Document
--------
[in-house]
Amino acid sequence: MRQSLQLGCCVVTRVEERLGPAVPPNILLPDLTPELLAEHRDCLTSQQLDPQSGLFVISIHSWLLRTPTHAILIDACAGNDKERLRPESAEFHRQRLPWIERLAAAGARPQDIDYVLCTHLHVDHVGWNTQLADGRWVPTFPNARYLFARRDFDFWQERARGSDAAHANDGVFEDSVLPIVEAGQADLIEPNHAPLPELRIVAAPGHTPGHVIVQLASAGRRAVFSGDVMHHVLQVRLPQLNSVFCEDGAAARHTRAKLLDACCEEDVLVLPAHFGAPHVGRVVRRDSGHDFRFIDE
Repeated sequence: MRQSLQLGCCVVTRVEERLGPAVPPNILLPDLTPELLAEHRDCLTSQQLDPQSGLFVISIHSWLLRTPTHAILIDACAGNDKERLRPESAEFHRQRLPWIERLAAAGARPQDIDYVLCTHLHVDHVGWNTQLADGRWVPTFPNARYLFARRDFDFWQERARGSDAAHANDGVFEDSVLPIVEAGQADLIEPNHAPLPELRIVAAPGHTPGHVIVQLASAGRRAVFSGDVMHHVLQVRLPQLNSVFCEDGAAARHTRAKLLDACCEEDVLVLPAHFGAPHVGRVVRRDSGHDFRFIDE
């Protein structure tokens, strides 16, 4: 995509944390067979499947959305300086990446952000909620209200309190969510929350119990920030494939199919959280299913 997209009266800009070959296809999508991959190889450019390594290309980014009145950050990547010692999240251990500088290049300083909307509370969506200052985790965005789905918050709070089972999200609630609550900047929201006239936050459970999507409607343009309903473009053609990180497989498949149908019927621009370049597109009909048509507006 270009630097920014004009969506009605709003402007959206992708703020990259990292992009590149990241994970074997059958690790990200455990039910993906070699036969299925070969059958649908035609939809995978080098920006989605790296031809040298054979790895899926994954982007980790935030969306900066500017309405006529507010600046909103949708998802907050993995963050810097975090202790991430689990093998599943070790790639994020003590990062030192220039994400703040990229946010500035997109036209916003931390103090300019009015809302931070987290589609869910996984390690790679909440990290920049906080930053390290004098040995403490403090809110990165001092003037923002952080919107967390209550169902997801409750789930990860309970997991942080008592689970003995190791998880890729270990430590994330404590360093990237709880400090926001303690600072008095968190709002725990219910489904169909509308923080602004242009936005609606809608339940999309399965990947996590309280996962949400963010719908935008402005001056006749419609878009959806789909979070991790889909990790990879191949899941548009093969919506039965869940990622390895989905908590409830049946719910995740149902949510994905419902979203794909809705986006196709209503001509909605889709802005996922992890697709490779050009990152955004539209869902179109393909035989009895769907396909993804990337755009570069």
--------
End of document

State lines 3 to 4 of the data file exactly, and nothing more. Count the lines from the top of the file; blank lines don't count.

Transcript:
Repeated sequence: MRQSLQLGCCVVTRVEERLGPAVPPNILLPDLTPELLAEHRDCLTSQQLDPQSGLFVISIHSWLLRTPTHAILIDACAGNDKERLRPESAEFHRQRLPWIERLAAAGARPQDIDYVLCTHLHVDHVGWNTQLADGRWVPTFPNARYLFARRDFDFWQERARGSDAAHANDGVFEDSVLPIVEAGQADLIEPNHAPLPELRIVAAPGHTPGHVIVQLASAGRRAVFSGDVMHHVLQVRLPQLNSVFCEDGAAARHTRAKLLDACCEEDVLVLPAHFGAPHVGRVVRRDSGHDFRFIDE
């Protein structure tokens, strides 16, 4: 995509944390067979499947959305300086990446952000909620209200309190969510929350119990920030494939199919959280299913 997209009266800009070959296809999508991959190889450019390594290309980014009145950050990547010692999240251990500088290049300083909307509370969506200052985790965005789905918050709070089972999200609630609550900047929201006239936050459970999507409607343009309903473009053609990180497989498949149908019927621009370049597109009909048509507006 270009630097920014004009969506009605709003402007959206992708703020990259990292992009590149990241994970074997059958690790990200455990039910993906070699036969299925070969059958649908035609939809995978080098920006989605790296031809040298054979790895899926994954982007980790935030969306900066500017309405006529507010600046909103949708998802907050993995963050810097975090202790991430689990093998599943070790790639994020003590990062030192220039994400703040990229946010500035997109036209916003931390103090300019009015809302931070987290589609869910996984390690790679909440990290920049906080930053390290004098040995403490403090809110990165001092003037923002952080919107967390209550169902997801409750789930990860309970997991942080008592689970003995190791998880890729270990430590994330404590360093990237709880400090926001303690600072008095968190709002725990219910489904169909509308923080602004242009936005609606809608339940999309399965990947996590309280996962949400963010719908935008402005001056006749419609878009959806789909979070991790889909990790990879191949899941548009093969919506039965869940990622390895989905908590409830049946719910995740149902949510994905419902979203794909809705986006196709209503001509909605889709802005996922992890697709490779050009990152955004539209869902179109393909035989009895769907396909993804990337755009570069």